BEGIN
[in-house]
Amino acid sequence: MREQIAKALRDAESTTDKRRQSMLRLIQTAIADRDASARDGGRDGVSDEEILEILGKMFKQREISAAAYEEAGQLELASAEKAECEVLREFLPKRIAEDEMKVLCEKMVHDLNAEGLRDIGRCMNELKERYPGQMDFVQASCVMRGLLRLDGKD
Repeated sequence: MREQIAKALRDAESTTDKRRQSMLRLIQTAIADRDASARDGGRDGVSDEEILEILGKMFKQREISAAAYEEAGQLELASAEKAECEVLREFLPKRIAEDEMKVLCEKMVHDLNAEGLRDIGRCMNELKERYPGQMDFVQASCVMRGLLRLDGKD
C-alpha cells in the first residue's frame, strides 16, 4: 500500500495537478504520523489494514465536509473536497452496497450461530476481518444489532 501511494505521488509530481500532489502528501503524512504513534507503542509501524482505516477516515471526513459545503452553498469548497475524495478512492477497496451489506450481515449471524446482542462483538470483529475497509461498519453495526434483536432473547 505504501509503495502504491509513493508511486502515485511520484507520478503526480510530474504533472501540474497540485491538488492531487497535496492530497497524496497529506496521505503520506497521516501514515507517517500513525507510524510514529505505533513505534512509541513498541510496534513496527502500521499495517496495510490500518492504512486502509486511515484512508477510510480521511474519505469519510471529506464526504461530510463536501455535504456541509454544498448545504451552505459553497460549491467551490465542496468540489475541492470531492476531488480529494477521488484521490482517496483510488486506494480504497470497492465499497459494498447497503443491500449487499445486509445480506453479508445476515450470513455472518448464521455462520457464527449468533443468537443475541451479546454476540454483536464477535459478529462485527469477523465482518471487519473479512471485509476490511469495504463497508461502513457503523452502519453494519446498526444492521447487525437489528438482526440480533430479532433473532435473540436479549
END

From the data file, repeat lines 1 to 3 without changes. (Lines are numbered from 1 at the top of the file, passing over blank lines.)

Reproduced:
[in-house]
Amino acid sequence: MREQIAKALRDAESTTDKRRQSMLRLIQTAIADRDASARDGGRDGVSDEEILEILGKMFKQREISAAAYEEAGQLELASAEKAECEVLREFLPKRIAEDEMKVLCEKMVHDLNAEGLRDIGRCMNELKERYPGQMDFVQASCVMRGLLRLDGKD
Repeated sequence: MREQIAKALRDAESTTDKRRQSMLRLIQTAIADRDASARDGGRDGVSDEEILEILGKMFKQREISAAAYEEAGQLELASAEKAECEVLREFLPKRIAEDEMKVLCEKMVHDLNAEGLRDIGRCMNELKERYPGQMDFVQASCVMRGLLRLDGKD